One of the multiple problems that beset Star Wars: The Last Jedi is the baffling observation that although the cast featured a commendable and considerable number of female figures in its cast, due to poor writing, strong, discernible characters did not manage to flourish. 

Naturally – ‘cos you know it’s Brad – we come to the MCU, the franchise that just keeps on giving. There are various instances of strong and commanding superheroines therein, to name but a few:  

Scarlett Johansson’s Black Widow is the only reason to watch Iron Man 2 (which should have been the Black Widow we all deserve!) and she further excels in the Avengers movies AND Captain America: The Winter Soldier; Hayley Atwell is exceptional as Agent Peggy Carter in Captain America: The First Avenger; whilst my personal fav (see below!): she’s not a queen, or a monster, she’s Hela, the Goddess of Death.

And we come to the latest – and possibly most game-changing – instalment: Captain Marvel. 

Where there’s good, there’s bad – cue the rise of that “horrible immorality” in the repugnant form of sexist trolls who have crawled out of the depths of their own ignorance, this time, to belittle Brie Larson: the first female lead in a Marvel movie. Rather than shut down her TwitFace™ account (or whatever you blessed younglings call the bally thing) she’s done what any honourable superhero would do: STRIKE BACK.

“Up an’ at ’em, lady!” 

“You know, I used to want to be a Valkyrie when I was younger, until I found out you were all women. There’s nothing wrong with women, of course, I like women. Sometimes a little too much. Not in a creepy way, just more like a respectful appreciation. I think it’s great, an elite force of women warriors” – Thor. 

And so, considering how – over thirty decades ago – such a prospect would have seemed unthinkable (certainly in my school yard), SF enjoys a poignant and promising age in which more girls and young women than ever before actively watch science fiction movies at the cinema, read SF novels – AND comics!! –  participate in, and cosplay, at comic conventions in record numbers. More crucially, some have been inspired to create their own far-reaching fiction!

Let me say how, for me, this is a genuinely thrilling and reassuring situation to behold. Long may it continue!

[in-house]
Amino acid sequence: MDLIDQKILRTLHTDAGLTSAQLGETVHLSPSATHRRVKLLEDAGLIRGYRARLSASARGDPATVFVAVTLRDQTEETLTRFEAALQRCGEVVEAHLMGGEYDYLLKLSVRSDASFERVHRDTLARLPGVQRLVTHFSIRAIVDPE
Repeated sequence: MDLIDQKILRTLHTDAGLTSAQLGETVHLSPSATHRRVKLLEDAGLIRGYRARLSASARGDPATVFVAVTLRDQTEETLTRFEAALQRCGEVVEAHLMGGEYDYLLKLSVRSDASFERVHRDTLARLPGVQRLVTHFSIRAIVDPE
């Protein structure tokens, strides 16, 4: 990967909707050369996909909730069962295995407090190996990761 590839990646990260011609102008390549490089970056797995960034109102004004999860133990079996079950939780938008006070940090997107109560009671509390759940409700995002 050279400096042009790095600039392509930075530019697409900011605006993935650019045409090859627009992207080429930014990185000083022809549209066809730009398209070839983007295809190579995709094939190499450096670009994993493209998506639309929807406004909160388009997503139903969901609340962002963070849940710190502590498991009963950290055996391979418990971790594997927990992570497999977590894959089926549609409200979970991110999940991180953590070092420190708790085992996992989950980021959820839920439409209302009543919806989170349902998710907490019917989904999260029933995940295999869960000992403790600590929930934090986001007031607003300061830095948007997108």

Let me finish by saying just this: 

Those girls who, back in the day, nabbed my comics, now, most likely, have daughters who wholeheartedly embrace science fiction! 

And, what’s more, if they can craft an intergalactic saga better than anything this humble ol’ nerfherder could muster, then that would be really groovy. 

“Go get ’em, girls!”

 

Sarah Connor: “Kyle, the women in your time, what are they like?”

Kyle Reese: “Good fighters.”

 

Plaid – Ralome: Mellow Music Monday

Abandon Stress, Angst And Caps Lock All Ye Who Enter Here

“You really have got a lid on it, haven’t you? What’s your secret? Mellow jazz? Bongo drums? Huge bag of weed?” – Tony Stark.

 

“Quiet the mind, and the soul will speak.”

Love, light and peace. 🙂

 

“As a single footstep will not make a path on the Earth, so a single thought will not make a pathway in the mind…

“To make a deep mental path, we must think over and over about the kind of thoughts we wish to dominate our lives” – His Holiness The Gyalwang Drukpa. 

 

“Dear fellas,

I can’t believe how fast things move on the outside. I saw an automobile once when I was a kid, but now they’re everywhere. The world went and got itself in a big damn hurry…”

Brooks Hatlen.

 

MANDY: The Bradscribe Review

Which Is More Bat-Shit Bananas: 

Nicolas Cage Or This Movie…?

“Like taking a bad LSD trip with David Lynch through Lars Von Trier’s Antichrist and ending up trapped inside an early Iron Maiden album cover, it’s an extraordinary sensory overload… After this absorbing, gory movie, you’ll emerge like you’ve crawled out of its guts” – Larushka Ivan-Zadeh. 

I remember all my life, raining down as cold as ice. Shadows of a man, a face through a window, crying in the night…